The Algona Upper Des Moines from Algona, Iowa on January 10, 1950 · Page 9
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The Algona Upper Des Moines from Algona, Iowa · Page 9

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Algona, Iowa
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Tuesday, January 10, 1950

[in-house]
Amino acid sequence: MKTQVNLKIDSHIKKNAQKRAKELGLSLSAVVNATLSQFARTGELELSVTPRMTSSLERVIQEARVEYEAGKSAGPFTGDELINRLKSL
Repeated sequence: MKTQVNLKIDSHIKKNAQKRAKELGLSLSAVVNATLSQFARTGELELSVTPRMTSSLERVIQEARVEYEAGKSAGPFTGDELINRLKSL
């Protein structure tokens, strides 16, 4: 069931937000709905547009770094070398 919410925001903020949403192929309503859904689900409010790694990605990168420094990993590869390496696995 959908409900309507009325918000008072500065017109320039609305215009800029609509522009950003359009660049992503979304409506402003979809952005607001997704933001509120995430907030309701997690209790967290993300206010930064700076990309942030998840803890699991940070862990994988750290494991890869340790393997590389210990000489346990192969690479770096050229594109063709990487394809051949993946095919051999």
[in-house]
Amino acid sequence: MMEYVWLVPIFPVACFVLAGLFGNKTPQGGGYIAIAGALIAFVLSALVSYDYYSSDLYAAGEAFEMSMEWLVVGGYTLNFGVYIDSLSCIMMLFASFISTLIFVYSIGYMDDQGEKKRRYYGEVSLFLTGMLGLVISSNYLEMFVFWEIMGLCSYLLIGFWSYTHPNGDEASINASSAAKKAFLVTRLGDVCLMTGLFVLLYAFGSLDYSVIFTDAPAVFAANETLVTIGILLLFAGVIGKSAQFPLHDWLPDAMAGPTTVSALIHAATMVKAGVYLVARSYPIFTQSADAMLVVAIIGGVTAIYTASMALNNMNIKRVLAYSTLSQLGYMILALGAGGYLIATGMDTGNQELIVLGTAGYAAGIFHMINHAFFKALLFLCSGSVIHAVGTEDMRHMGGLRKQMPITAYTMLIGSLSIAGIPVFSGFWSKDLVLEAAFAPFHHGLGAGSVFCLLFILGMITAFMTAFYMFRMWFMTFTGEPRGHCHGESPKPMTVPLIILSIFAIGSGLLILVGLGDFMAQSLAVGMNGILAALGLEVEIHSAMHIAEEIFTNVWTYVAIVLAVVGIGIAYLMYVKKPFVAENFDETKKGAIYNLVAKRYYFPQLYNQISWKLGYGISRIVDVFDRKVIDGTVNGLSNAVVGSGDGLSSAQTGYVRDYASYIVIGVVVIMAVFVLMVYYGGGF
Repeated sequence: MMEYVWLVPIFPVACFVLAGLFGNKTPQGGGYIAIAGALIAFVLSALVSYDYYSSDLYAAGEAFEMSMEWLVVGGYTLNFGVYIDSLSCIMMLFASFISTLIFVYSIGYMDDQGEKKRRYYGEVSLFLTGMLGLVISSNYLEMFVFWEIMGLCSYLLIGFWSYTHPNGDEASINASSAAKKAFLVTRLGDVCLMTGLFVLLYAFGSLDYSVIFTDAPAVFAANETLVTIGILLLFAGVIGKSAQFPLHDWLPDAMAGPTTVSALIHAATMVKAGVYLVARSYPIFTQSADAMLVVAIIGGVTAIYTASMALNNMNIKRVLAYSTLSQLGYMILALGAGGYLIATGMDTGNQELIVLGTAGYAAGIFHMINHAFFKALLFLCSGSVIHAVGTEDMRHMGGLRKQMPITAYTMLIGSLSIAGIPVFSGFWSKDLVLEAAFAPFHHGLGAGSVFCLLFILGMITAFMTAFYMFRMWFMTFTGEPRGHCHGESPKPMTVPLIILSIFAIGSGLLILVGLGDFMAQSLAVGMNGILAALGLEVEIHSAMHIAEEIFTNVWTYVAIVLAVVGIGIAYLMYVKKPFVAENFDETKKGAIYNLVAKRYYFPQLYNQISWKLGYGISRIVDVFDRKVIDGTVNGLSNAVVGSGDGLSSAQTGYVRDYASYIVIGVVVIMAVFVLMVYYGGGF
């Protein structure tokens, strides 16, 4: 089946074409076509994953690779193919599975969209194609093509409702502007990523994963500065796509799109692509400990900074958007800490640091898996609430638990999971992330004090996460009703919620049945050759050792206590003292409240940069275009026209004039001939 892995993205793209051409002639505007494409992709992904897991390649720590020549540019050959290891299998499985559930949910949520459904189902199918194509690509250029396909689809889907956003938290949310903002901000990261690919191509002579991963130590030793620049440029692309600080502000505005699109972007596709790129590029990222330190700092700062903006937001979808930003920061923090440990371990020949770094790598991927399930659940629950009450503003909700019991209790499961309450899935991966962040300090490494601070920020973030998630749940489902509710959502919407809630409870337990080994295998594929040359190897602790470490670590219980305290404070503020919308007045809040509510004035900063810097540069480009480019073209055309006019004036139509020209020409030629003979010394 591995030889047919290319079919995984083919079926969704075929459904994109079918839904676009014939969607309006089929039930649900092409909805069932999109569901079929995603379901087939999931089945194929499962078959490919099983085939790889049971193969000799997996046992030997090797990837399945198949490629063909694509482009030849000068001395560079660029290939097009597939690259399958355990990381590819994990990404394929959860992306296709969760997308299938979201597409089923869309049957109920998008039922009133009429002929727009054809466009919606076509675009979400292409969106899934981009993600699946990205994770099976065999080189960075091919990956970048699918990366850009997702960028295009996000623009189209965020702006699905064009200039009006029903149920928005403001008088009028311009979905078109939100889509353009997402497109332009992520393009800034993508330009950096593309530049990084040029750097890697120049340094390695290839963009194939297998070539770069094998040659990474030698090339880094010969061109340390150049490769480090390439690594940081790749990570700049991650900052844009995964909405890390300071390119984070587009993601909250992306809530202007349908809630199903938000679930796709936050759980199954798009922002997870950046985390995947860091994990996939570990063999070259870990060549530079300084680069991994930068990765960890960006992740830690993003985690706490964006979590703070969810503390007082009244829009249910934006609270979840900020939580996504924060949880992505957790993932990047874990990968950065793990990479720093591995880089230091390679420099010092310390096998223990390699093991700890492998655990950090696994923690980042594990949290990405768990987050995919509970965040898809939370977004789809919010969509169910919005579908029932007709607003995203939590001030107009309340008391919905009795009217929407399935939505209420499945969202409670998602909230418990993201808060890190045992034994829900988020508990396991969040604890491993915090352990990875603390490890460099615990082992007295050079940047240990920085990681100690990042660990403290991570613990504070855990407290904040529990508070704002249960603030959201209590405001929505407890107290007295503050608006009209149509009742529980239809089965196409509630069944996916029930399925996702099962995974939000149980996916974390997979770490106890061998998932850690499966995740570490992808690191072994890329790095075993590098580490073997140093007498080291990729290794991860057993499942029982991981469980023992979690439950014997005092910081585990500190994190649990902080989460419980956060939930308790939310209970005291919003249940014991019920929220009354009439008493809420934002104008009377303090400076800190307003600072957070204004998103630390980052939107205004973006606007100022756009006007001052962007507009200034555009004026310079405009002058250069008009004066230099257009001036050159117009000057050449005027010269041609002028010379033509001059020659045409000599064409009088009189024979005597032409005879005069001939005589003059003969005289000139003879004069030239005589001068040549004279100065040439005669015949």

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ttyper ©eg JHofoe* 111 E " Call Street-Phone 1100-Algona, Iowa '• Entered as'second class matter at the : postoffice at Algona, Iowa, under Act of . Congress of March 3, 1879. _,." " Issued Weekly By : " THE UPPER DES MOINES PUBLISHING CO. R. B. WALLER, Managing Editor _._ C. S. ERLANDER, Advertising Manager MEMBER NATIONAL EDITORIAL , ASSOCIATION ' MEMBER IOWA PRESS ASS'N MEMBER AUDIT BUREAU OF __ . CIRCULATIONS " • NATIONAL' REPRESENTATIVE National Advertising Service 222No. Michigan Ave., Chicago, 111. SUBSCRIPTION RATES IN KOSSUTH CO., Jne Year, in advance 53,00 Both Algona papers, in combinatio'n," per year ' « g Q Q Single Copies IIIIIIW lOc SUBSCRIPTION RATES OUTSIDE KOSSUTH One Year, in advance $4.00 Both Algona papers in combination, one year ,-—.......$6.00 No subscription less than 6 months. ADVERTISING RATES Display Advertising, per inch 58c OFFICIAL CITY AND COUNTY NEWSPAPER NO PARKING METERS, PLEASE! A little bird has told us that the evil cyo of the parking meter salesmen has boon making some dents in the minds of one or two members of the Algona city council. Lest this rumor become a fact before we have a chance to speak, let us say that we think installing parking meters in Algona would be a big mistake, and one that after being made, is hard to eliminate.- Some years ago the'question came up, and we recall making a personal canvass of business places regarding the matter. The vote was about 90 percent against them. There is no reason to think the percent has changed. •> i : « There is a great deal of reason for thinking that "all is not gold that glitters" in the matter of meters. Nearly every small city in this area which has installed the meters has found itself saddled with new headaches, and Lord knows the ordinary business of running a city has enough headaches as it is, without ne"\v ones. From where we sit, it seems to us that the folks who get the most out of the meters are the people who sell or rent or lease them. The general public has to pay for the privilege of parking, tho city has to check and double check them, and see that they are in repair, and violators of time limits get fined. Everybody is somewhat unhappy, and A. & P. Action by th£ government to break up the Atlantic & Pacific Tea Co. as an organization violating the anti-trust laws leaves us just a little cold out here in this area. Our chief connection with the A. & P. here in tho past few years was back when the company had a local grocery outlet. The store did business for a good many years, very well at first, but with less and less success as newer ideasyin merchandising were adopted by other grocers, and competition began to amount to something. So long as the other grocers were asleep, the A. & P. prospered in Algona; when they woke up, the A. & P. was just another grocery store, and one that in Algona's case didn't survive the battle. All this has nothing to do with the government action, but it does go to show that even big, nationwide chains must compete, and that even a home- owned, one-man store, can hold its own with modern ideas and aggressive merchandising. If the A. & P. and some other big outfits never did anything else, they have had a tendency to jolt the "old timer" method of doing business into a modern juggernaut that can hold its own under most circumstances. In that respect, at least, the A. & P. has contributed something to business improvement. A MERCY DEATH? Just whether or n6t Dr. Hermann N. Sander, . 40, New Hampshire physician, intended to bring to an end the suffering of his 59 year-old cancer patient by injection of air into her veins, is some thing yet to be verified. The fact that the medico has been indicted' by a grand jury in his home county does riot mean he is guilty; it merely means he will be brought to trial. . But the point involved is great—and argumentative. Would a doctor be 'right" or "wrong" if he knew his patient was suffering, had not a ghost of n chance to recover, and that a painless death would end torture? A poll of townspeople, including the dcac woman's husband, 'indicates that sentiment in his own community is with the doctor. They do not feel that he is a murderer. Yet if he did act in such a manner as to bring about the quick death of his patient, against accepted medical practice, we presume he has been guilty of violating something—medical code or moral code, or both. We have heard pros and cons on "mercy deaths" before. It poems that Dr. Sander has definitely provided a case to give public opinion a full chance to express itself, in and out of the courtroom. 20 YEARS AGO CAN GO YOU KNOW WHERE! Francisco Franco 1 and his Spanish regime of autocracy and rule by force, is making a considerable bid for a cash handout from the United States, and all kinds of concessions from the world, at large. It was only a few years ago that Franco and his team were working hand in glove with the enemies of the Allies, during World War II. Every man in the service who ever went through the fundamentally it docs not solve anything. So Straits of Gibralter was well a,ware of the fact 1 """ "" * u " * u ' that Axis agents, from Spanish oases, wer^radio- ing the size, speed and 'ppsitipn • of everjr convoy long as there are more cars than places to park, there will be a shortage of parking places, iAlgona's plan, which include%ip£0vi£ling a free parking lot a half block from the business district, a two hour time limit without charge on State Street, and plenty of free and timeless parking off State Street, sounds like as good a deal as could be devised at this moment. * * * Now that ihe local Community Chest drive has been completed for sometime, how about giving us the facts and figures as to how much was raised, and how much is alloted here and there, and other statistics that donutors would be interested in having? * * * We are awaiting with considerable interest development of a proposal by the Navy that it begin a wide-scale "summer cruise" program for picked citizens . . . the first proposal is to take- some 1,500 out for a little sea air next summer . . . at the taxpayers' expense, of course . . . the line forms at the right! * * * The only surprising thing aboui college life is that more sensational stuff doesn't develop around the nation. With the great expansion of college enrollments, the percentage of chance of "incidents" is much greater than it was a few years ago . . . and yet they are the exception to the rule. "entering or leaving'the __„...„ Mediterranean carrjpaign not been successful just when it was, or had its success been delayed a few months, it was quite common knowledge that Spain would strike at Gibralter and endeavor to completely cut off the southern part of Europe from Allied forces. Franco is not running a democracy, or even trying, any more than is Joe Stalin farther cast. He has not been a friend of the United States in the past, nor has he acted like one when he thought he could speak up with the old Axis at his back. Things are different now. He wants to be real friendly—and get a big loan, of course. We hope he fails. For once, let us hope U.S. foreign policy has enough backbone to tell him to go you know whore. * * * For 17 years, two Scotchmen have been sending the same Christmas cards back and forth. The canny Scotchmen change a message in a liltlc window in the card, each year, to keep it timely. And, they work near each other so don't bother to mail it, but personally deliver their greetings. Aside from the natural wisecracks about the Scotch, we'll bet those two fellows have more fun with that Christms card than nine tenths of the rest of us. "THE MYSTERY FARM Our last publication of a mystery farm piciuie brought two identifications, but we have not heaid from the tenant or owner of the learn, Mr. Brink himself. Mrs. Veru Waiker and Mrs. Joe Ciowley each called to say it wis the Ben Brink place, and it Mr. Brink will also call he will receive a free aerial view of his farm. Pictured abc-v^ is ihe Ihis week's Mysiary farm. li it is yours, or you own it or live on it notify the Algona Upper Des Moines and get your free aerial photo. From the Files of the Upper Des Moines-Republican Jan. 8. 1929 * * * A car driven by H. W. Peter son came out second best in an encounter with a telephone pole the day before New Years. The family was returning from a short Christmas vacation spent in Finlayson, Minn., when the accident occurred. In an attempt to avoid a skidding car ahead, Peterson took to the ditch and met the pole. The car was badly damaged, the pole was broken in three pieces but the family escaped unhurt. * * * Youthful smokers found a haven in the Algona depot, using the office as a center for a 'smoker" after the depot agent lad closed up for the night. It was a mystery how such small boys could emit such clouds of smoke and still be able to go iome and face fond parents with- >ut being caught and chastised. Their ages ranged from seven to twelve. * * * It was a five dollar fine for anyone found guilty of double parking on State street under a new ordinance passed by the council. All persons so convicted would spend up to five days in jail, or until the fine was paid. » * * Kohlhaag Bros., Algona Chevrolet dealers, reported that they had sold 414 new cars during 1929. They also sold an undisclosed number of used cars. » * • Small pox prevented the arrest of two persons in Algona on a charge of lewdness and indecent exposure. A man and woman had been living together as man and wife, but such was not the case. An arrest was ordered but Marshal Floyd Newville beat a hasty retreat after serving the warrant. He did confiscate a loaded gun in their room. The man had bsen working for a bus company and the woman as a waitress in an Algona cafe. * * * Tony Kirsch opened his laundry in the old Klamp building across from the court house. He installed the latest laundry equipment and employed six people in the plant. * * * H. R. Cowan and Son bought the old Call house on north Thorington and began tearing it down. They used the lumber in their business as contractors. * » • After two weeks of spring-like weather, with. an , average temperature of about 40, the bottom ten oyt of things with eight oe- Jow recorded. • * * * Mr. and Mrs. Frank Hofius of Union township entertained 27 relatives at a New Years dinner. * * * Among the stars playing at the Tall theatre were Buster Keaton, Myrna Loy, Douglas Fairbanks and Mary Pickford, Lupe Valez, Monte Blue and Marion Davies. * * * L. E. Linnan returned from Boston where he had attended the convention of the Phi Kappa fra- ernity. * • * W. A. Foster was expected iome from Minneapolis where he .vent to buy furniture. * * * Roy Richardson was in Des Woines doing some buying for lis furniture store. » * * The Master Barbers Associa- lon of Kossuth county held its annual election of officers at the Slmer Ha.-tshorn shop. Officers lected were Elmer Hartshorn, J aul Hudson, Jens Sordahl and iVilliam Rusch. * • * Frank Zender took Mildred \rnan, Katherine Guehl and ranees Zender to Cherokee where the girls were attending •lount. St. Mary's academy. * * * Earl Momyer and Dan McLaughlin, the paving contractor, were transacting business in Algona. i * • * Three sheep were killed at the Louie Goetz farm near Wesley by a gang of dogs. * * * Sheriff L. E. Hovey was ill with the flu for a couple of days. * • • Coach Bonham's high school cagers were set to open their season with Swea City as the first foe. In the line-up were Lewis Moore, Bill Cliff, Kenneth Samp, Lyle Runchey and Ferris Miner. The Godden Monument Works delivered a large monument to Eagle Grove on New Years Day. It was noted that it isn't often that weather will permit such a delivery around New Years. * * * Kossuth county residents bought 5,735 automobile licenses and 684 truck licenses up to Jan. 1. Total receipts amounted to about $120,000. I If Your Name 7s ... LONG JOURNEY Cy Youngkin, Hawarden auto dealer, gave away some gas-filled balloons in November. One of them got away and made a 600- mile trip, finally coming to rest in the yard ot an Indianapolis resident. Mrs. Ethel Eatewood, the finder, returned the balloon to Mr. Youngkin with a note ul explanation. FOUR DIE Mrs. Birthiu Ihnea of Lake Park has had a sad month, losing four members of her family. Her daughter, Mrs. Larry Kindred; and three of Mrs. Ihnen's brothers, Ted, August and George, all passed away quite suddenly. LUCIEN By Ann Reynolds, Ph. D. Lucien was the name of a famous and witty Greek writer who lived in the second century A. D. Lucien today most often 'is pro- jounced to rhyme with "solution' : this is the way, for instance, Pearl, the charming wife of distinguished Lucien C. Wheeler pronounces her husband's name. To Lucien C. Wheeler, a lative of Iowa, goes the credit for laving sent Gaston Means to the )enitentiary. Means, one of the nost notorious bunco men of all imes, infamous Washington "five percenter" of the roaring twen- jes, was convicted after Lucien Wheeler spent two years digging up evidence against him, in the most ingenious painstaking and >atient way. (Later on Means extorted $100,000 in the aftermath of the Lindberg kidnapping, then went to prison again where he died.) Wheeler, as a young man, then with the Secret Service, was body guard to three presidents, Teddy Roosevelt, W. H. Taft and Woodrow Wilson; their photographs, with dedications, look down from the walls of Wheeler's Hollywood office as he talks about the highlights of his fascinating career. The ancient Greek Lucian, as a boy, was apprenticed to a stone mason. But the youngster didn't care for this work that left him covered with dust. Instead of the stone mason's chisel he chose as his tool the "style", a small pointed rod which then was used for scratching letters on wax-covered tablets. He became a writer, and in his "Vera cious History", a story of an imaginary journey, poked fun at his erring fellow lumans, much the way Jonathan Swift did in his "Gulliver's Travels". He also provided some good advice for the girls. He held that women ought to dress well, and '.hat they should always be -Tiendly and pleasant, though without breaking into a fit of ;illy giggles on the least provoca- .ion. If invited to dinner, a girl should be careful never to get drunk, for, so the old boy asserted, men just don't go for tipsy women. She musn't gorge ier food either, just "touch every morsel daintily with the tips of tier fingers." Because, as we remember, forks and knives came Into use only after the 15th century, and it took rather long until the average household had any silverware. Even the fambua French monarch, Louis XIV, a friend of every luxury, frowned on forks as too "sissy". Actually "Lucien" is the French for'm of tho name "Lucian", and it's very popular in France. Napoleon had a brother by this name. Lucien Bonaparte very early noticed the making of a ruthless dictator in his brilliant brother, suspecting that Napoleon's selfish ambition eventually would surpass his concern for the welfare of the French people. (Interested in some other name? Address your request to Dr. Reynolds in care of this paper. Dr. Reynolds writes about the names most often asked for.) Copyright 1949 by Reynolds Feature Syndicate Tuesday, January 10, 1950 Algona Upper Des Moines-3 Reader Comment St. Petersburg, Fla. December 29, 1949 Algona Upper Des Moinos Algona, Iowa Sirs: Will you please send your paper to the address below until further notice. I think we miss the home paper wherever we are. Arrived here yesterday after spending Christmas week with our son, Carrol, and family a? Bloomington, 111. It was 83 degrees Dec. 27 and about the same today. A change for us lowans this time of year. A Happy prosperous New Year to you. Philip Wander 263 Delmar Terrace. South St. Petersburg, Fla. * • * Jan. 5, 1950 To the Editor, Upper Des Moines: According to the radio: A judge in Des Moines says; that the naughty Northern Democrats who want the Southern Dixiecrats to move over into the Republican Party where they belong, should be called "Snacil-buper" which means — "republicans," spelled backwards. The learned judge must have decided that this cognomen in the democratic vocabulary would put the "hex" on and give them the same disadvantage, as the Republican word "Hickenloper," means — a dead atom, spelled front- wards. Knute SHOT Clark Powers, Central City man, was seriously wounded recently when the charge from a .410 gauge shotgun struck him in the back. He was at work in the grease room at the Grafft service station when the gun, in the hands of another man, was accidentally discharged. SPOTTING SPECIALISTS Stains come out in a jiffy because we 'treat them right'. We've got •removers for every type ,of spot — no matter how difficult. Garments will be returned to you thoroughly cleaned. MODERN Cleaners & Tailors PHONE 537 Free Pickup Anywhere In the County cioiiy^^ RNER Kay Moulton Daughter of Mr. and Mrs. Frank Moulton, Algona. Those priceless years of childhood captured and preserved forever in rare and expressive photographs. Children's photography is one of our specialties. ALGONA, IOWA Mr. and Mr*. Dwolne lighter TAKE THE DANGER and WORRY OUT OF WINTER DRIVING . . . Laugh at deep snow and mud-drive on any kind of road with a clear mind, park and pull away from curbs with no danger of getting stuck. . . . AND ENJOY CAREFREE WINTER DRIVING. Then when Spring comes, drive with the same tires. No change-over is necessary because these winter-grip treads will leave you the normal saw-tooth tread for summer driving. OUR NEW CHAIN TREAD TIRE PROVIDES MORE TRACTION THAN CHAINS! LOOK at All These Important Features: • Made of factory-fresh premium ccld-rubber • Extra tread thickness for longer wear • Quiet running. Scientific design permits safe non-weave high-speed driving 0 450 individual cleats per tire prevent thumping noise, weaving and side-sway • Stops faster, makes braking easier • Installed on rear wheels only (passenger cars). Desirable on all four wheels of trucks and 4-wheel drives. Self-cleaning, non-clogging, non skid and QUIET DRIVING tires that give full protection for you and your family. The chain cleats are designed to give 8,000 miles of wear over and above normal use. The chain tread will wear off in normal winter driving—leaving you a standard full-life sawtooth highway tread for summer wear. Tread Guaranteed Only = (6:00-16) Priced Proportionately Low For Other Sizes, Including Low- Pressure. IMMEDIATE INSTALLATION See Our Samples Now INSPECT THEM, ASK ABOUT THEM- You'll Be Glad You Came In ... d KWZH \* i^*^&&TIRE LESTER DeBOLT Complete Tire Service 118 No. Thoringion ALGONA PHONE 308 RECAPS REPAIRS USED